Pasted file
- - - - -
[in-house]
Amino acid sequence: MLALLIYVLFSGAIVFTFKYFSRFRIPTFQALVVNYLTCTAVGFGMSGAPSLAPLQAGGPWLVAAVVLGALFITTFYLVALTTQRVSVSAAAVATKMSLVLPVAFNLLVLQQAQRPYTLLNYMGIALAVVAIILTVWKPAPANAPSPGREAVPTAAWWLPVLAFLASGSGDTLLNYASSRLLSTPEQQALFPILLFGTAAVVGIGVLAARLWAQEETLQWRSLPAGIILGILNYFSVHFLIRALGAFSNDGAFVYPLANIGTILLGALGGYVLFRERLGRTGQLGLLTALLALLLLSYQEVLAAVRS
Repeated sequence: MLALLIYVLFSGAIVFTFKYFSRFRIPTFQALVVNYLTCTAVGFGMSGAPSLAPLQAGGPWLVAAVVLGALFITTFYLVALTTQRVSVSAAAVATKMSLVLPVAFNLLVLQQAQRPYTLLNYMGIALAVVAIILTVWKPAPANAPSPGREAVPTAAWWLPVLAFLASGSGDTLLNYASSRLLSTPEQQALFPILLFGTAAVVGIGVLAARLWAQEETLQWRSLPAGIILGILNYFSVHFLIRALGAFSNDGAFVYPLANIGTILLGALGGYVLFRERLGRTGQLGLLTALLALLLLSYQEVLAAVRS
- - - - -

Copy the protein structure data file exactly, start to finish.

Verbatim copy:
[in-house]
Amino acid sequence: MLALLIYVLFSGAIVFTFKYFSRFRIPTFQALVVNYLTCTAVGFGMSGAPSLAPLQAGGPWLVAAVVLGALFITTFYLVALTTQRVSVSAAAVATKMSLVLPVAFNLLVLQQAQRPYTLLNYMGIALAVVAIILTVWKPAPANAPSPGREAVPTAAWWLPVLAFLASGSGDTLLNYASSRLLSTPEQQALFPILLFGTAAVVGIGVLAARLWAQEETLQWRSLPAGIILGILNYFSVHFLIRALGAFSNDGAFVYPLANIGTILLGALGGYVLFRERLGRTGQLGLLTALLALLLLSYQEVLAAVRS
Repeated sequence: MLALLIYVLFSGAIVFTFKYFSRFRIPTFQALVVNYLTCTAVGFGMSGAPSLAPLQAGGPWLVAAVVLGALFITTFYLVALTTQRVSVSAAAVATKMSLVLPVAFNLLVLQQAQRPYTLLNYMGIALAVVAIILTVWKPAPANAPSPGREAVPTAAWWLPVLAFLASGSGDTLLNYASSRLLSTPEQQALFPILLFGTAAVVGIGVLAARLWAQEETLQWRSLPAGIILGILNYFSVHFLIRALGAFSNDGAFVYPLANIGTILLGALGGYVLFRERLGRTGQLGLLTALLALLLLSYQEVLAAVRS